What’s coming next in the commodities market?

Oil-producing countries in the Middle East are seizing the day


Somshankar Bandyopadhyay

  • Follow us on
  • google-news
  • whatsapp
  • telegram

Top Stories

Published: Thu 28 Sep 2023, 10:08 PM

With global crude oil prices inching towards the $100-mark again, what does the future hold for commodities markets?

“Supply chain disruptions and unforeseen events, such as conflicts and extreme weather patterns, may affect commodities markets. Similarly, geopolitical influences, such as the ongoing Russia-Ukraine conflict, may impact various commodities, including industrial and precious metals, grains, and energy commodities”, adding “the dynamics between inflation, interest rates, and commodities, also have repercussions on the market, especially in emerging markets,” Amro Zakaria, Senior Market Analyst - Mena at Forex.com - part of StoneX Group Inc, said at the recently-concluded Forex Expo Dubai 2023.

During the premier two-day trading event, traders, investors, risk managers, and analysts had the exclusive chance to attend a specialized seminar featuring key note speakers, including Zakaria – who shared valuable insights about emerging trends, risks and opportunities in the commodities market.

Zakaria tapped into the ever-evolving landscape of the market, which plays a significant role in the global economy, impacting the prices of essential goods and resources. He also shed light on the latest trends and challenges while exploring the factors driving those trends.

“Understanding the dynamics of the commodities markets is crucial for businesses and individuals” says Zakaria, citing three primary factors influencing these markets today, including: supply chain disruptions, geopolitical influences, and inflation and interest rates.

Earlier this September, the World Bank had published the latest commodity prices, indicating a 7.8 per cent increase in Energy prices during August, as well as an 8.2 per cent jump in fertilizer prices. On the other hand, prices decreased across different categories such as non-energy (-1.2 per cent), food (-2.2 per cent), raw materials (-0.6 per cent), metals (-1.9 per cent), and precious metals (-1.9 per cent).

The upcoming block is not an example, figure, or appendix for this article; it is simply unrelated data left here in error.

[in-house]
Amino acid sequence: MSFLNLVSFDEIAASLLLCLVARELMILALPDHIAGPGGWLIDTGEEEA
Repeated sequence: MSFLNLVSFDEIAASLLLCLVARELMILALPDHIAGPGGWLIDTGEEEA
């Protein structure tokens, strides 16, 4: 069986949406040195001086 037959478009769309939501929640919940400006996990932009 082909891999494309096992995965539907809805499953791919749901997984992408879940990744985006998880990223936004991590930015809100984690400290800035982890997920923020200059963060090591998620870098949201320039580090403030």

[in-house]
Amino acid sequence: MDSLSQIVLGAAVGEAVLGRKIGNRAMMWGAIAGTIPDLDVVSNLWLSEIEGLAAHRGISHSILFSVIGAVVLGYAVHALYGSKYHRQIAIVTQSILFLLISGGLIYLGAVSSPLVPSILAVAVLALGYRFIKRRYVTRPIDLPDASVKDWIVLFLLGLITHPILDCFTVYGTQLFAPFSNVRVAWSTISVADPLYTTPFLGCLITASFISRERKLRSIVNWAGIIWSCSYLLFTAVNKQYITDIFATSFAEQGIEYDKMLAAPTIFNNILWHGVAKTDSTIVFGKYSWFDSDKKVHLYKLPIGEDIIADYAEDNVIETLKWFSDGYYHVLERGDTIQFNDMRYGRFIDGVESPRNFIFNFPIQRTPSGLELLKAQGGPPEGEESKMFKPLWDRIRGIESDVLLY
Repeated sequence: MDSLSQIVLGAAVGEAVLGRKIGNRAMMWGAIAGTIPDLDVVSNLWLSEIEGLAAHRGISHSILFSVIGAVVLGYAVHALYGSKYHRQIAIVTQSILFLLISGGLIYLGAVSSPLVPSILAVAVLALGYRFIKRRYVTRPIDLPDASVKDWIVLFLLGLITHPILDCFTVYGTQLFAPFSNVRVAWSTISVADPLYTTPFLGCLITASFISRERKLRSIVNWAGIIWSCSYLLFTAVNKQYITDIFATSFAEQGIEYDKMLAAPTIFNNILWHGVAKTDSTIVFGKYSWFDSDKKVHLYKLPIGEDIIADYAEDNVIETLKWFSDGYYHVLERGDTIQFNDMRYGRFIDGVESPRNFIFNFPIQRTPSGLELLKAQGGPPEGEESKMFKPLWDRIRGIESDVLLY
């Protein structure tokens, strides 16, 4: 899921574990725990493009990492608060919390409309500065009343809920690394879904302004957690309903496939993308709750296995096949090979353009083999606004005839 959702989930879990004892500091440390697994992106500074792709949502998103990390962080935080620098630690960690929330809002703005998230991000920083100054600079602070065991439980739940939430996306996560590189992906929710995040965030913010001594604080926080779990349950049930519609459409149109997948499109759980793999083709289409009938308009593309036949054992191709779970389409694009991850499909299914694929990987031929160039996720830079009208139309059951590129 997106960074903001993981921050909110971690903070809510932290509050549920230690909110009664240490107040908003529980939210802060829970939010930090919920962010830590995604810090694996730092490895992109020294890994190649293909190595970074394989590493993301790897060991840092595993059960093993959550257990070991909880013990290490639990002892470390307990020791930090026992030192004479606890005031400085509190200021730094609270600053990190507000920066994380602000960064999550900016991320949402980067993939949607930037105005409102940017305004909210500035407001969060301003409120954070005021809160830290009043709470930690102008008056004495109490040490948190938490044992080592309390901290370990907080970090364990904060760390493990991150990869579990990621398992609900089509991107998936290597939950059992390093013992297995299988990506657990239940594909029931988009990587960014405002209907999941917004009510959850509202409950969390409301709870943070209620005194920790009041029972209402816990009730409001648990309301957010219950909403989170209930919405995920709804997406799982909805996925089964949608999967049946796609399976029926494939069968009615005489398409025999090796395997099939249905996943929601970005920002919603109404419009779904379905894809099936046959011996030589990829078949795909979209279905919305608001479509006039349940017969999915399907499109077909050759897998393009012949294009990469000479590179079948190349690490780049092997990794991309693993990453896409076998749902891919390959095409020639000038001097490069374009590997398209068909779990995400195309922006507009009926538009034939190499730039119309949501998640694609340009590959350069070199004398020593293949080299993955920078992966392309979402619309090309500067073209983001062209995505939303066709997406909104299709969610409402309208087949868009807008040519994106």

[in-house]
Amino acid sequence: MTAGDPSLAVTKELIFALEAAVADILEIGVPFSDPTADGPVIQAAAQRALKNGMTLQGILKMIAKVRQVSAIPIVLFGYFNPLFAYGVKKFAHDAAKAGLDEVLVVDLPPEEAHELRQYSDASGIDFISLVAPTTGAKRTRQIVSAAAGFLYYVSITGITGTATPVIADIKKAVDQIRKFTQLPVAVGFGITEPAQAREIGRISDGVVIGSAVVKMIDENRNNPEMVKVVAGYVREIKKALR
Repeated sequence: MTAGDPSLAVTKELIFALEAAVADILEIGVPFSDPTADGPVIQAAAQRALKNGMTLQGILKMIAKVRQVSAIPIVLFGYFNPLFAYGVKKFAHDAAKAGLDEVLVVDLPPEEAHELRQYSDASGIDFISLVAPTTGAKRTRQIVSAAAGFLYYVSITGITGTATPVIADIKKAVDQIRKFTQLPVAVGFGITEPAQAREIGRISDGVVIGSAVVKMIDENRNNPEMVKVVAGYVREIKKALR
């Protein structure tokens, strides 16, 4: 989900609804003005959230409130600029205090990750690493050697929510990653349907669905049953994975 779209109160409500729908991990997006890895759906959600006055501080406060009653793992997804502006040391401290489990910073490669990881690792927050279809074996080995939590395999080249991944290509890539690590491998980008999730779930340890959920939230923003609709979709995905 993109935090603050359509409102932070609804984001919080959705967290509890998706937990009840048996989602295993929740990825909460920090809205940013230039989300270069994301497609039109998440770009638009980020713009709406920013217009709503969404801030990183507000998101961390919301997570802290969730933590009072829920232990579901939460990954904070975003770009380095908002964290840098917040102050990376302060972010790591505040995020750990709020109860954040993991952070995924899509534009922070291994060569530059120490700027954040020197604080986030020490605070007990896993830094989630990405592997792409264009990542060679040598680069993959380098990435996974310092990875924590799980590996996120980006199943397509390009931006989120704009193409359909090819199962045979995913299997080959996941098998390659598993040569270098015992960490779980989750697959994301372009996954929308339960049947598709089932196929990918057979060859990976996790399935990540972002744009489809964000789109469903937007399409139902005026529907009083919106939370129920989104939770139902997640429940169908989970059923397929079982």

Zakaria discussed the main tools and models used by market participants in exploring commodity price risk analysis. These encompass technical analyses which enable informed decision-making; Liquidity-adjusted VaR (L-VaR) modeling, useful for assessing the impact of price fluctuations on large portfolios; diversification, which spreads risk across commodities, markets, or regions; and hedging, using financial instruments to safeguard against price volatility.

“These tools and models are used by traders and companies in the sector to manage commodity price risk effectively, enhance their risk management strategies, and may improve their overall financial performance”, said Zakaria.

For oil-producing Middle Eastern countries, a massive part of the commodities market’s stability and growth is determined by demand on refined products.

According to financial data and analytics experts S&P Global Inc, commodities market global consumption of major refined products, including gasoline, diesel, jet fuel and fuel oil, is expected to reach 69.3 million bpd by 2030. Exports of major refined products from KSA, the UAE, Kuwait, Iraq, Qatar and Bahrain to Northwest Europe grew by 240 per cent in the first four months of 2023, compared with the same period in 2022. Shipments to the Far East also rose.

With global oil flows being reshaped by the Russia-Ukraine conflict, oil-producing countries in the Middle East are seizing the day, sparing no efforts to cater to the growing demand. In fact, four new refineries have recently launched or are aiming to do so by the end of 2023, in KSA, Kuwait, Iraq and Oman. The S&P Global Commodity Insights expect the Middle East’s total production of major refined products to increase 5.5 per cent year over year in 2023 to 8.17 million bpd and to reach 8.48 million bpd by 2024.

More news from Business